Other effects are... I still haven't learned how to whistle down here. I can't whistle. I practice and I am still trying to get it back again.

I have noticed other things, like when you drop a tea bag it doesn't just fall to the floor like it does topside. It kind of flutters like a leaf. So the air density is higher.

Another thing really interesting — you need to be very careful with the hot water because water boils at a higher temperature here. You can really scald yourself and not realize it, water being hotter at a boiling temperature than at one atmosphere. So, our food preparation — we don't have a stove here but we have a hot water dispenser — we have to be careful not to dig in to quickly.

cS: I understand your commander, Chris Hadfield, brought with him a guitar and it might be the first guitar played on the ocean floor. Does it sound different?

TM: It was the first foldable guitar, at least according to the techs who are here with us. It did not [sound different]. We have a little amplifier down here and so that probably took care of any differences. It did not sound or feel any different. I used to play guitar as well and had a chance to try it out. That was all the same I think.

cS: Speaking about the crew's activities, have customs developed among the NEEMO residents?

TM: The environment you live in define the customs. Our environment is very, very tight except when we are out on EVAs. We are surrounded by the machinery that keeps us alive. To us, it is aesthetically beautiful because it keeps us alive, but otherwise it is a lot of valves and pipes.

So, customs that developed are to be able to take your work with humor and keep motivation high, so you have a lot of fast calls, quick calls to keep everyone focused on what they are doing.

You sort of stop asking permission for passing somebody, or saying "excuse me," because you are always bumping into each other. Politeness does exist, it is just another type of politeness.

It seems to work really well. This has been a great crew to work with. I've had a blast. There are a lot of technqiues you can adopt so that there is really no friction at all and you have a lot of fun.

Outside Aquarius from l to r: Chris Hadfield, Andrew Abercromby, Tom Marshburn, and Steve Chappell. (NASA)

cS: Since you mention fun, as they say, time flies when you are having fun. So which seemed to go by quicker: your 15-day mission on the shuttle and station or your two weeks on Aquarius?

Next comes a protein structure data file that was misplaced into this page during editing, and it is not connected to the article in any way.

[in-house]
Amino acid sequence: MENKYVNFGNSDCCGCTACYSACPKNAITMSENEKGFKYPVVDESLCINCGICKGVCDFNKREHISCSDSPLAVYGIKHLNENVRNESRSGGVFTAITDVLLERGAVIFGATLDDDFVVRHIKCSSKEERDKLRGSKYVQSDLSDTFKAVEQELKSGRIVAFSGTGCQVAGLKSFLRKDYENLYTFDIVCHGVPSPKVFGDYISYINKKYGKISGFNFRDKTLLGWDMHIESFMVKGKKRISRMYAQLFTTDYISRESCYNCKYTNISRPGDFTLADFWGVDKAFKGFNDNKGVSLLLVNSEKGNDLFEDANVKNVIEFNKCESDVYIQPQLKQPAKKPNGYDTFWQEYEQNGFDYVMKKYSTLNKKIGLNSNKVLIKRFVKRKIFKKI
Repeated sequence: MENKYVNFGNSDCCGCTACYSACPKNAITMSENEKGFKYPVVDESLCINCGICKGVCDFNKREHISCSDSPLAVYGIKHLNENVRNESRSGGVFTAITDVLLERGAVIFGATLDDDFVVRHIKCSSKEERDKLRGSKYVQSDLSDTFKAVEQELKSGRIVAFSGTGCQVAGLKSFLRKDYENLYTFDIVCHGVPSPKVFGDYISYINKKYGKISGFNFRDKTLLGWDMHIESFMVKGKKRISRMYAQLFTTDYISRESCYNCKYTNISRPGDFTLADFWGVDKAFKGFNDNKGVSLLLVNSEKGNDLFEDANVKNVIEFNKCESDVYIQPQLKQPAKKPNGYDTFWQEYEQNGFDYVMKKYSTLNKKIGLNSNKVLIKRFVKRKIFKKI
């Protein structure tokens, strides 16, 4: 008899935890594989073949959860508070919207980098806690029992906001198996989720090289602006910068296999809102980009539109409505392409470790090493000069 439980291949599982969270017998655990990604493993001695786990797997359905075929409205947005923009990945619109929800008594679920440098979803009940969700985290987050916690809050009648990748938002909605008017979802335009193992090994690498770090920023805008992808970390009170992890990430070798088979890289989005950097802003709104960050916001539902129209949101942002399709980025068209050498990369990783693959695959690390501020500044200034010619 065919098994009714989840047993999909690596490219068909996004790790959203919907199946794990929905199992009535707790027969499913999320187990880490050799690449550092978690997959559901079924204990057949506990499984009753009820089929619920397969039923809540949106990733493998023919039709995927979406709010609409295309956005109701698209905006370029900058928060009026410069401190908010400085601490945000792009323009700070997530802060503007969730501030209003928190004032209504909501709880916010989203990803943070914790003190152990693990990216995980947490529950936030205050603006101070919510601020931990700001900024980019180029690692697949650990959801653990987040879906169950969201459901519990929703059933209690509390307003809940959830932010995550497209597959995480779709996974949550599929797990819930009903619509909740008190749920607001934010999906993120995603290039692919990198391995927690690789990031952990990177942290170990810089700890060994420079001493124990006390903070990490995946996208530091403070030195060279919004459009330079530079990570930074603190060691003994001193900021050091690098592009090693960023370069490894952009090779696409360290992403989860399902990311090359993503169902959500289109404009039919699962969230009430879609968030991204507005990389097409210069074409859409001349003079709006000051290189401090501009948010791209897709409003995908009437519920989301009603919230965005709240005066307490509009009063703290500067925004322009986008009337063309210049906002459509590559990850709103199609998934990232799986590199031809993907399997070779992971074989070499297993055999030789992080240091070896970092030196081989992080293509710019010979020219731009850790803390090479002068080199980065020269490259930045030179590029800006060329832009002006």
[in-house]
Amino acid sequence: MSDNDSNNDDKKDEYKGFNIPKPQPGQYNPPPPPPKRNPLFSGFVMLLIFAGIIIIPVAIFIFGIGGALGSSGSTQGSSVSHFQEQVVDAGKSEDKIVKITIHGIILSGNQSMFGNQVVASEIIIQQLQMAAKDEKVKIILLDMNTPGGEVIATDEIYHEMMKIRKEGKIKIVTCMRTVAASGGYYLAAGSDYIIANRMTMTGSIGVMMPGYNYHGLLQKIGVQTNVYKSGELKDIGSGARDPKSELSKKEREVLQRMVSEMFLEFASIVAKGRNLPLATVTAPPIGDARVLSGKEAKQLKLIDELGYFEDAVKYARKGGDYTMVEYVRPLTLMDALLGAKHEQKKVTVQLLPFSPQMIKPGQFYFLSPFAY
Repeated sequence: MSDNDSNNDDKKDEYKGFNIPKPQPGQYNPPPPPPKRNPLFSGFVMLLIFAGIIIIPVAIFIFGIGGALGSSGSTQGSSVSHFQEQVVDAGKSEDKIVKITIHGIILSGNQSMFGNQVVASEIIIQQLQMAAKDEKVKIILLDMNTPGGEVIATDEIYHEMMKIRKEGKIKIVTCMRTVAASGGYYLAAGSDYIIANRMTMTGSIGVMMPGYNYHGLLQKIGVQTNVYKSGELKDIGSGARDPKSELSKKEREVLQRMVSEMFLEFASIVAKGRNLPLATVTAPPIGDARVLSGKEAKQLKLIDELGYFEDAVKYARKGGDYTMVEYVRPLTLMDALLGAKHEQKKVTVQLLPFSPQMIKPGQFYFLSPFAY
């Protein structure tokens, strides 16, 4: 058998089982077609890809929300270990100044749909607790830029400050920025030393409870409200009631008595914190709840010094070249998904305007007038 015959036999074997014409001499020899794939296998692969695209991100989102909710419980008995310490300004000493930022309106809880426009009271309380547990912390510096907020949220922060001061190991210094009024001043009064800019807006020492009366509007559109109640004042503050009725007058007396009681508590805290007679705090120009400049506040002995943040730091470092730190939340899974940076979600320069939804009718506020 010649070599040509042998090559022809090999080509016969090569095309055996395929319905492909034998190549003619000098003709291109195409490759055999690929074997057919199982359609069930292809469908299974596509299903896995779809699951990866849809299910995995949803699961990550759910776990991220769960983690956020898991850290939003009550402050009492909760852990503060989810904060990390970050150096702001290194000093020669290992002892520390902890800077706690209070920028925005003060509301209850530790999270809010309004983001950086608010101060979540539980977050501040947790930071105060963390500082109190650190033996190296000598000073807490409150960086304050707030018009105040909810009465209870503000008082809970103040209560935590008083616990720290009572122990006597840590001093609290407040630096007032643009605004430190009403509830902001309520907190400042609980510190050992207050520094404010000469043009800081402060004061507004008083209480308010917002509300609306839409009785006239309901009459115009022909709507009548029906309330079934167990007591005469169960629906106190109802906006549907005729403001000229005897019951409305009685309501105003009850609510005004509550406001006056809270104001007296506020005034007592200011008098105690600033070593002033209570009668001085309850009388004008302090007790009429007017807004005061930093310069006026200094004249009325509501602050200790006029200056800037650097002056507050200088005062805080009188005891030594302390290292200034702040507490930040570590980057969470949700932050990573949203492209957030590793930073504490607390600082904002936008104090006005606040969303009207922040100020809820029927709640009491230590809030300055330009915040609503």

TM: Oh that's a great question! Boy, you know I look back on the shuttle flight and it's a blink because every second was so full of new experiences. Just existing in space, floating in zero gravity, to me was incredibly fascinating ...and frustrating in space. Even brushing your teeth in space was something fun and exciting to do, trying all kinds of new things.

Here, brushing your teeth is about the same as on the ground however, there is plenty going on outside the window and other aspects are exciting.

So spaceflight probably went by faster. This was not quite as fast, and actually our work pace is not quite as busy as on the shuttle. But still this has gone by quickly. We're really shocked that we're at mission day 11 and that we're going to be starting to decompress in a couple of days is hard to believe.

cS: We've been talking at practically real time, but you've also been working with delayed communications between Aquarius and your topside mission control, simulating the 20-minute delay astronauts will experience communicating from Mars. How has that gone?

TH: So far, it has been going pretty good.

In terms of getting important information back and forth, operational information, there are new habits you have to adopt: that is, constantly checking your e-mail because you might ask a question and you expect an answer back, but you're not going to sit around for the answer so you leave your laptop and you have to remember to come back and get the answer. So I think there is a lot more monitoring of your communication.

Marshburn sits in the sleeping quarters in Aquarius. (NASA)

And then we found out that video is good. The benefit is just seeing the faces of the people who you are working with. It is important to keep that link, though it is probably not the best way to send technical information.

So, we are working out ways of doing that and it is really fascinating. We haven't seen any real problems with it. In some ways it is desirable because any crew likes to have a little bit of autonomy, which this kind of communication mode gives us.

cS: Are you ready to come topside or could you stay on Aquarius longer?

TH: I think we're all ready to come up. If the mission had us down here longer, there is certainly nothing stopping us from being down here.

It is true for spaceflight, or so I've heard, for long duration flights that you have to get your mind set on the time you know you are going to launch and come home and you can adapt to whatever that is. You have to readapt if that changes, if your return trip home gets delayed for some reason.

Because you adapt to it, you begin to say "okay, a couple of more days and I can have a nice cup of brewed coffee or a long hot shower" — we have hot showers here, but not long ones — and we're certainly missing family. So I think people will be ready to come up because we've adapted to knowing when we are coming home.